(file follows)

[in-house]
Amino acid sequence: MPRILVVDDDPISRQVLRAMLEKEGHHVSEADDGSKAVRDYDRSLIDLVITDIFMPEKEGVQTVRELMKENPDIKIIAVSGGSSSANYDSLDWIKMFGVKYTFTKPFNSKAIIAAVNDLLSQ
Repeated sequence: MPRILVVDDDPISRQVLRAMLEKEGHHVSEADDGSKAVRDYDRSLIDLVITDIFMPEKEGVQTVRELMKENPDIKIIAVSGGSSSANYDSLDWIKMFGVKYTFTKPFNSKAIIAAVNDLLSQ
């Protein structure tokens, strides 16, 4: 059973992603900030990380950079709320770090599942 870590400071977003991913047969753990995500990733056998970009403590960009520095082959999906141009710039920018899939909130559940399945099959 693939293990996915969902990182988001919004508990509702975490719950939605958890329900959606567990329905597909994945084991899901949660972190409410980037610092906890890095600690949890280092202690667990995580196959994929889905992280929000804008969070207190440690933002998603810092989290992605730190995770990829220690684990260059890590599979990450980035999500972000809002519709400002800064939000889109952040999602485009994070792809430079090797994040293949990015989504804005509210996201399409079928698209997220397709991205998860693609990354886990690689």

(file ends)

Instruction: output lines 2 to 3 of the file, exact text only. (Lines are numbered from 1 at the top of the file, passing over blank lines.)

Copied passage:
Amino acid sequence: MPRILVVDDDPISRQVLRAMLEKEGHHVSEADDGSKAVRDYDRSLIDLVITDIFMPEKEGVQTVRELMKENPDIKIIAVSGGSSSANYDSLDWIKMFGVKYTFTKPFNSKAIIAAVNDLLSQ
Repeated sequence: MPRILVVDDDPISRQVLRAMLEKEGHHVSEADDGSKAVRDYDRSLIDLVITDIFMPEKEGVQTVRELMKENPDIKIIAVSGGSSSANYDSLDWIKMFGVKYTFTKPFNSKAIIAAVNDLLSQ